June 2009 Market Update: Life Returns to HR Hiring in Several Markets
“We noticed a dramatic turnaround in the number of hires made in the month of May”, said Matthew Chapman, Managing Director of The Chapman Consulting Group. “Based on HR movements within our alumni, four times the number of HR practitioners switched jobs within the Asia Pacific Japan region during the month of May versus the previous month of April”, said Chapman. “We are awaiting data for the month of June, but we feel this trend may have continued”.
The life sciences sector showed the most buoyancy in HR hiring, followed by the technology sector. Several financial services institutions also ramped up their HR hiring for critical HR positions. Professional services firms however remained flat with HR hiring. The effects of an uptick in HR hiring weren’t just felt in the established markets of Singapore, Hong Kong and Australia, but also in the rapidly developing markets of China, Thailand, Vietnam, Philippines and Indonesia. Geographically speaking, Japan was the only market that remained relatively flat across all sectors.
So Why the Improvement?
During the last part of 2008 and certainly the first quarter of 2009, many organisations were in ‘headcount freeze’ mode, and the only HR positions bring filled were those deemed to be ‘critical’ by global business heads in Europe and North America. These positions included those made available as a result of a vital HR decision-maker leaving without an internal successor; or an HR position for a business unit with high growth prospects despite the downturn; or to backfill for an international HR Leader being repatriated home to global headquarters to reduce costs; or in rarer cases where anexisting HR team remained ‘stretched’ in terms of capability.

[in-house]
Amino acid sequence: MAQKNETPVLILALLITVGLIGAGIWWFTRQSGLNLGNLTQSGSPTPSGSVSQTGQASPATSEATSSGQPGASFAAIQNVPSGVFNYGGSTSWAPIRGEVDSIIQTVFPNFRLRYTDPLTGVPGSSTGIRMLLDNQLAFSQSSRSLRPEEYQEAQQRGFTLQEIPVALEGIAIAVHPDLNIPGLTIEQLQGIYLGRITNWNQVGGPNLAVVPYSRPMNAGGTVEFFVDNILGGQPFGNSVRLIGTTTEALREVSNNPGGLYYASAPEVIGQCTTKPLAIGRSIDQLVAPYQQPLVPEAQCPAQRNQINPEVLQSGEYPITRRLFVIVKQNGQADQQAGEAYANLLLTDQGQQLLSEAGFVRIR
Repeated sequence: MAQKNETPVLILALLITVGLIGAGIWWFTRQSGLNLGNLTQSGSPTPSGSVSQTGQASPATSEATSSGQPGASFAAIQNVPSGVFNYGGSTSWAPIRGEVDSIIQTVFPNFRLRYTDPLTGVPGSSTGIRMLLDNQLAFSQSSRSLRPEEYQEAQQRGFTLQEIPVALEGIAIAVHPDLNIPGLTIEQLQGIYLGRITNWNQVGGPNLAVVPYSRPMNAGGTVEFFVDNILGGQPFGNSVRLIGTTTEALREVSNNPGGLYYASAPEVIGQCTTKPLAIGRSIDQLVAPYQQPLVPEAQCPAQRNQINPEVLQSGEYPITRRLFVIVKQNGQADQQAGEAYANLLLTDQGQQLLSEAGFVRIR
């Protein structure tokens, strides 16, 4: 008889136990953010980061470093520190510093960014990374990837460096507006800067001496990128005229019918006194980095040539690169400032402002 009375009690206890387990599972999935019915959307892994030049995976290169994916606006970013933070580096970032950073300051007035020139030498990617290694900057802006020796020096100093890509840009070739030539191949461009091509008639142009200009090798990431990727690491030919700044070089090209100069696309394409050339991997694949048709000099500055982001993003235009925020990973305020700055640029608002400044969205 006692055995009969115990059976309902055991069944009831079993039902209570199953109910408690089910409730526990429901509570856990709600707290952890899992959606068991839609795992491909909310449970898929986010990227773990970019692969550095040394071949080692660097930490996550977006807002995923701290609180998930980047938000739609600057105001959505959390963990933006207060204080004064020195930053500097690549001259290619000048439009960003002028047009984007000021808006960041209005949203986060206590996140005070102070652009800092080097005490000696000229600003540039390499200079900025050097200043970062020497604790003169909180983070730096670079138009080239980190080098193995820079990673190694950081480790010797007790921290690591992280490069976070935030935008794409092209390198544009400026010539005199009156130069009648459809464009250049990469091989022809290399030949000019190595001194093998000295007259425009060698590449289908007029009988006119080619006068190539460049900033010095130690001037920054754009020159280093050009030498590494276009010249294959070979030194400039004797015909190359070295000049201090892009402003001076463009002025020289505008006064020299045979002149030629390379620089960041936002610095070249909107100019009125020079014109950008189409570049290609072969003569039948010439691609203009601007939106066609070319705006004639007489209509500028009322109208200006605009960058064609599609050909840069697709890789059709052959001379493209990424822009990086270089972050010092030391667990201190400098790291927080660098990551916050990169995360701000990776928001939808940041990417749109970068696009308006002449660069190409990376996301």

Many decision-makers in organisations with critical to-fill HR positions simply did not have the green light from global headquarters to get headcount with approval. However those with longer-term visions for their companies’ future HR structures continued interviewing candidates from October 2008 and into the second quarter of 2009, on the expectation that as soon as headcount restrictions were lifted they would be able to make fast hires. This appears what to have happened in May. Relationships had been fostered throughout the slower hiring period, allowing for relative ease of transition into newly approved roles. With world economic activity still looking gloomy but not necessarily appearing to worsen across Asia Pacific, headcount restrictions for essential positions appear to be continuing to lift.
“HR Hiring decisions in the month of May appear to have been made fast”, said Chapman. “Decision-makers in companies suddenly finding themselves with flexibility to go ahead and hire were able to fast-track the process. Moreover the individuals looking to move, who had been previously faced with few options in the market for the previous six or seven months, weren’t thinking twice on accepting offers that were presented to them”.
And Will this Continue?
No one knows if the events of May and June are set to continue. “What we have a seen is a positive window of opportunity open for HR hiring and movements”, said Chapman. “Should further corporate collapses or negative economic publicity be broadcast, we may see the hiring freezes resume. The market continues to be unpredictable right across the Asia Pacific Japan region and we would expect companies to remain conservative on their HR hiring for some time yet”, mentioned Chapman.
“There is no doubt in the developing markets across Asia that there is still a thirst for high quality, international HR talent”, said Chapman. “This thirst will continue to counter-balance negative economic activity, as many Regional HR and Global HR Leaders view it as critical to upgrade and further develop their key HR talent in markets like China, Thailand, Indonesia and Vietnam”. â€‹
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